The National Intelligence Service Bill (Bill No. 31 of 2012), which went through the second reading yesterday, is expected to sail through after MPs overwhelmingly supported it, but with some amendments.
Spy agents will listen to telephone conversations of Kenyans as they gather intelligence on security matters. National Security Intelligence Service (NSIS) will also change name to National Intelligence Service (NIS). Chief Whip Jakoyo Midiwo said NSIS has been illegally tapping telephone conversations.
“Even NSIS has been tapping into calls, even for you Mr Speaker. We now want to make it legal,” he added. Ikolomani MP Bony Khalwale said it would be wrong to oppose a law that seeks to improve security.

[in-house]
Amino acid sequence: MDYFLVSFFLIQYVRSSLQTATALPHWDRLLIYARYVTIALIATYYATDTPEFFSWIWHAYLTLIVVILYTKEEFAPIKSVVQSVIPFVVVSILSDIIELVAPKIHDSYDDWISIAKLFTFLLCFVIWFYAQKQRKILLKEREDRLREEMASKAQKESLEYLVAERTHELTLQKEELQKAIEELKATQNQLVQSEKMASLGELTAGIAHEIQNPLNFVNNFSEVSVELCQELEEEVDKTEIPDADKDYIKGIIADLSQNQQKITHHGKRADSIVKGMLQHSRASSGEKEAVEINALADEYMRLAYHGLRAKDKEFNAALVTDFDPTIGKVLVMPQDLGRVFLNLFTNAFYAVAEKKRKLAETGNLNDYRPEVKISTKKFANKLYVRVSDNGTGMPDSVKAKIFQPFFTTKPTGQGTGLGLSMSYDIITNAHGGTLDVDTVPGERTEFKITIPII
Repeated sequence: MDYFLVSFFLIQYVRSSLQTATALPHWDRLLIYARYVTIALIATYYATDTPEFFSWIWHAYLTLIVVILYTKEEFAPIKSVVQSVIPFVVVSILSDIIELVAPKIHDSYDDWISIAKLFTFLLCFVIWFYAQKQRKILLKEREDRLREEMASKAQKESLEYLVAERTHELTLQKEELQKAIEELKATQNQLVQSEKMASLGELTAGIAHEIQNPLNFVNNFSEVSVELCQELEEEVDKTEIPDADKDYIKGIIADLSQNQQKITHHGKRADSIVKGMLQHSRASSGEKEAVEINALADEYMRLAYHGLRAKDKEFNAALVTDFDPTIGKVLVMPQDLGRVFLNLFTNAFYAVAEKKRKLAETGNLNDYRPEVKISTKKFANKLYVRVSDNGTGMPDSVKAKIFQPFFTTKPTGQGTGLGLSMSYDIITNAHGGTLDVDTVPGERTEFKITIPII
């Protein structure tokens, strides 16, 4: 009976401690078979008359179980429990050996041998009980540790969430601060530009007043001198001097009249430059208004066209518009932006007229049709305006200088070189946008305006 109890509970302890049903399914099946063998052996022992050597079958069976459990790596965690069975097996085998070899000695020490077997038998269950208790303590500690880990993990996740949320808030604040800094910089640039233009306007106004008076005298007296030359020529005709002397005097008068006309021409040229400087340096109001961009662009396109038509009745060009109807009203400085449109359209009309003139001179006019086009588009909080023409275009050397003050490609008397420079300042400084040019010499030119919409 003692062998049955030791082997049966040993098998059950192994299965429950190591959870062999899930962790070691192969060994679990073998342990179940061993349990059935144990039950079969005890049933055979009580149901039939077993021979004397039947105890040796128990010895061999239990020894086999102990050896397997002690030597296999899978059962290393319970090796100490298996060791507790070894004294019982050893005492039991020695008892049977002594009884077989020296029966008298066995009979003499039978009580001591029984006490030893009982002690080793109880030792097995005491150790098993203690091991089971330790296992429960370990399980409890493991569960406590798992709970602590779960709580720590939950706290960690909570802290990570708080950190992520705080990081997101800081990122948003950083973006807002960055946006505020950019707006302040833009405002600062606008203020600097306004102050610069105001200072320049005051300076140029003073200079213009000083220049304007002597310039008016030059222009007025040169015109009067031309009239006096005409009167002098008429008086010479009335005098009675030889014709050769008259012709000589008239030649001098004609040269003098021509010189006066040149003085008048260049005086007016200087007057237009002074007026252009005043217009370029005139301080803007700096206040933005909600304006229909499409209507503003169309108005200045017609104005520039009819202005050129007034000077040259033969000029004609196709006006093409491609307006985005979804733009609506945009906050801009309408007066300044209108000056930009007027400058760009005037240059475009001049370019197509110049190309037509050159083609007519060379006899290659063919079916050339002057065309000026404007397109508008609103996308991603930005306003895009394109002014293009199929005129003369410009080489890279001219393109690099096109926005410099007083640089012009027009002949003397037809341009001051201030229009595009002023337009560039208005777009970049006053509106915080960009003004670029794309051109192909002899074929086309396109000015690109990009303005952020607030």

He, however, said the new law should demand very high ethical standards for NIS officers. “In India, the State spy agency has subcontracted surveillance,” he added. The House was told the US, Israel, Russia and the UK take security matters very seriously, which makes them to strengthen their spy agencies on a regular basis.
Nominated MP Rachael Shebesh termed the Bill ambitious. She said the Government must change the perception Kenyans have on spies if NIS is to succeed. “Kenyans must have confidence in NIS. It should live up to expectations,” she added.
Wajir West MP Adan Keynan said the officers should remain discreet but spread all over the country.
He added the spy agency must be 100 per cent independent and committed to providing intelligence.
Gichugu MP Martha Karua said senior officers at NIS must be vetted before being employed.
There were, however, mixed reactions on whether NIS officers should be allowed to carry guns.